Relationship between Colour and Biochemical Composition of Skin from 'Red Baron' Onion Bulbs Cured at Different Temperatures
Downes, K. | Chope, G.A. | Terry, L.A.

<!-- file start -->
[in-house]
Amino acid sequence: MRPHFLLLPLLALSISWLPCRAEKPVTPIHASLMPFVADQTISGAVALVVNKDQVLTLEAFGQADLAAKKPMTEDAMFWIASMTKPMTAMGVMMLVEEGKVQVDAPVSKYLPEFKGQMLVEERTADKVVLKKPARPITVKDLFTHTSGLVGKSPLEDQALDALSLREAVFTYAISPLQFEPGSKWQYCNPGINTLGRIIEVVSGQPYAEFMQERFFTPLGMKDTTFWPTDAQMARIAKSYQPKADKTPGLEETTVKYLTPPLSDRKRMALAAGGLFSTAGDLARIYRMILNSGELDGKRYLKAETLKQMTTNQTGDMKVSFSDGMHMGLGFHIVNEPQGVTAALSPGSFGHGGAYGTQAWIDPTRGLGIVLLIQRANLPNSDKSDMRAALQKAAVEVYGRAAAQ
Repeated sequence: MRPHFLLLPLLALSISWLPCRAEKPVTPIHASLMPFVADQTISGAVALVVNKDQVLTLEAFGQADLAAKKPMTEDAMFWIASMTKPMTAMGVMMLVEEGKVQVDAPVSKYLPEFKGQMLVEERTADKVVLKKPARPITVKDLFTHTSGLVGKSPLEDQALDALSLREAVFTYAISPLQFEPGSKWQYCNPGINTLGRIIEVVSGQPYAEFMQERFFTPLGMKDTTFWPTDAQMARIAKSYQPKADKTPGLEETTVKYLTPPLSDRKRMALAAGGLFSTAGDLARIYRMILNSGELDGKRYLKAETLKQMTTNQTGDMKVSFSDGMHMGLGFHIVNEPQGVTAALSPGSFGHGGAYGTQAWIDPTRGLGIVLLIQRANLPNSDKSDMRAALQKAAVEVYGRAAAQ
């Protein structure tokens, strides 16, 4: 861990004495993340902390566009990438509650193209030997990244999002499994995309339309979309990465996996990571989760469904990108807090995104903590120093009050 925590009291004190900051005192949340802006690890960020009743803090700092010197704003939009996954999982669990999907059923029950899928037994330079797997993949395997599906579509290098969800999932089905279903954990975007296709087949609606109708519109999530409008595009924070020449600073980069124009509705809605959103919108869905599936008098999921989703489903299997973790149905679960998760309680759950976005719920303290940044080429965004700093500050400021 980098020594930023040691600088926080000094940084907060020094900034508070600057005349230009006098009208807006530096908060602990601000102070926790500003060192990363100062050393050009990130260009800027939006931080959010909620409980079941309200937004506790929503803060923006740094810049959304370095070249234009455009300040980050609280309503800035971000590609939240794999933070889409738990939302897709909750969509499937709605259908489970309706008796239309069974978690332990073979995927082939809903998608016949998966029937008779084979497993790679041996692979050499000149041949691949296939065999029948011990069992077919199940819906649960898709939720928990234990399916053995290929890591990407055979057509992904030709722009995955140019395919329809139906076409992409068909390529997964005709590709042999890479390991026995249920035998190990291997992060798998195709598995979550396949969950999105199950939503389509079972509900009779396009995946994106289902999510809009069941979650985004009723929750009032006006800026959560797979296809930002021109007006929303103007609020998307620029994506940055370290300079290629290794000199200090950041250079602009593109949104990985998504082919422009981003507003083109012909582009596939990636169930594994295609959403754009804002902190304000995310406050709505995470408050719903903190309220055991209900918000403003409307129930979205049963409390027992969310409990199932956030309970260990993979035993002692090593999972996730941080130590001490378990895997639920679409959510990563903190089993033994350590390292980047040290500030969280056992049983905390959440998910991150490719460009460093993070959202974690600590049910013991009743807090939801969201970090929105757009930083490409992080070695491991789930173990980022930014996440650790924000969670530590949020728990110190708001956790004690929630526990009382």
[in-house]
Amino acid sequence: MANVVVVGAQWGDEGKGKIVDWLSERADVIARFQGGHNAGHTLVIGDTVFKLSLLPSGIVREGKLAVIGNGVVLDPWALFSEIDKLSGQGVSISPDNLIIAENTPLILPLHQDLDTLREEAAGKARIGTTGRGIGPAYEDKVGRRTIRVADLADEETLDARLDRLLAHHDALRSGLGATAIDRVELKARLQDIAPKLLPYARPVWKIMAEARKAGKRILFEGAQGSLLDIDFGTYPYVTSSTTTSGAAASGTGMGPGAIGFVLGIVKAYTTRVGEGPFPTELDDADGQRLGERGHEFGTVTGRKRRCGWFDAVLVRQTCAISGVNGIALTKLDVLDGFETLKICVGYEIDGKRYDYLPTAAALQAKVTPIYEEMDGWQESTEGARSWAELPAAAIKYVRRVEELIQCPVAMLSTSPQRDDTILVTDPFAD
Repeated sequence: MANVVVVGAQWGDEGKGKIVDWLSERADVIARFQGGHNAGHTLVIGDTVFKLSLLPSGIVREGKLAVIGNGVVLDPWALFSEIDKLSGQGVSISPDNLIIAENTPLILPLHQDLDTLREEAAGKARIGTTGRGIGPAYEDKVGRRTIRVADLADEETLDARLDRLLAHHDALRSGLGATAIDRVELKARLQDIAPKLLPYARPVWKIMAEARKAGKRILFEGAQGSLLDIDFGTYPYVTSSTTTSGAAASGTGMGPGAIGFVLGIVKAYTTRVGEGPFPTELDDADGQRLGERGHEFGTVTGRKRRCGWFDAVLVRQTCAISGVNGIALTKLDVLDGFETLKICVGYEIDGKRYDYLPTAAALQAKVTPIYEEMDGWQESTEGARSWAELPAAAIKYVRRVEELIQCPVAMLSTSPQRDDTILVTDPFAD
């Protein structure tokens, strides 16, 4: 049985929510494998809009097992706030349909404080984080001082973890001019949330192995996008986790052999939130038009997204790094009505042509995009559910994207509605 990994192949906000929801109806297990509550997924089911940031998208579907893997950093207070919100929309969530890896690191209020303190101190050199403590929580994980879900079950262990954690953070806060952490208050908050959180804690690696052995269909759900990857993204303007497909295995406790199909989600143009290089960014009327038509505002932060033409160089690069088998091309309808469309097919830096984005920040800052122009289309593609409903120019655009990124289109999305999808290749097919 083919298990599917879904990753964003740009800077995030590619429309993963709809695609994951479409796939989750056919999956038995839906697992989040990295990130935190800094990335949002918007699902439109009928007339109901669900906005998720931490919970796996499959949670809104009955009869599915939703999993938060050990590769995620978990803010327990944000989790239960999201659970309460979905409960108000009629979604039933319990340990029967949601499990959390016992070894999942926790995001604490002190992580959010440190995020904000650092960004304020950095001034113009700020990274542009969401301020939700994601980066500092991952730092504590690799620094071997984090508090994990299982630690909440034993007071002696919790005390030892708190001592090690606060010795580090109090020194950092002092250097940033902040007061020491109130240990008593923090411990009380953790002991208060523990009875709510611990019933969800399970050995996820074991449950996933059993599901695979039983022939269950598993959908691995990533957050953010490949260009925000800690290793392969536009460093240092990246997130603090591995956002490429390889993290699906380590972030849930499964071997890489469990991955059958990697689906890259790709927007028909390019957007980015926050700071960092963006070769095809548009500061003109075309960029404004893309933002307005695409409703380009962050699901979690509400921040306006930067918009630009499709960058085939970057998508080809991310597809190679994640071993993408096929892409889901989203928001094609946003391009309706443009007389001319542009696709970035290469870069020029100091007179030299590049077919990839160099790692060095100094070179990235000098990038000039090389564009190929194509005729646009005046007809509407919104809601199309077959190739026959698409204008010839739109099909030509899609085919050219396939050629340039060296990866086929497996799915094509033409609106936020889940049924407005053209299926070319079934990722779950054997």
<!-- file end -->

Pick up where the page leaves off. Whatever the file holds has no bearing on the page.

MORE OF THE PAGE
Onions are cured to reduce incidence of neck rot and prevent water loss from the inner scales by forming a complete dry outer skin. Red onion skins contain anthocyanins, mainly comprising peonidin and cyanidin derivatives, which give them their characteristic colour. Additionally, it has been suggested that formation of brown colour in onion skin may be related to the conversion of quercetin glucosides to quercetin aglycon. This study aimed to determine the compounds responsible for colour change in the skins of 'Red Baron' red onions after curing at different temperatures. Onions 'Red Baron' were cured at 20, 24 and 28°C (industry standard) for 6 weeks then transferred to cold storage (1±0.5°C) for a further 7 months. Onion skin was sampled after curing and after seven months of cold storage. Objective colour, sugars, flavonols and individual anthocyanins were measured. Immediately after curing, fructose concentration in onion skins was significantly higher in those cured at 28°C, although after 7 months of cold storage, those cured at 20°C had a higher fructose concentration. There were no differences in quercetin aglycon or glucose concentrations over time or between different curing temperatures. After curing, onions cured at 20°C had higher concentrations of quercetin 4'-glucoside, quercetin 3,4'-diglucoside, cyanidin and peonidin glucosides. However, after 7 months of cold storage, onions cured at 24°C maintained higher concentrations of these compounds. Onion skin hue angle (H°) was higher in onions cured at 28°C and H° was negatively correlated with total anthocyanins (-0.704) and total flavonols (-0.639). The negative correlation between total flavonols/total anthocyanins with H° suggests that differences in skin colour between onions cured at different temperatures may be due to a difference in flavonol and anthocyanin glucoside concentrations found in the skin tissue.Show more [+] Less [-]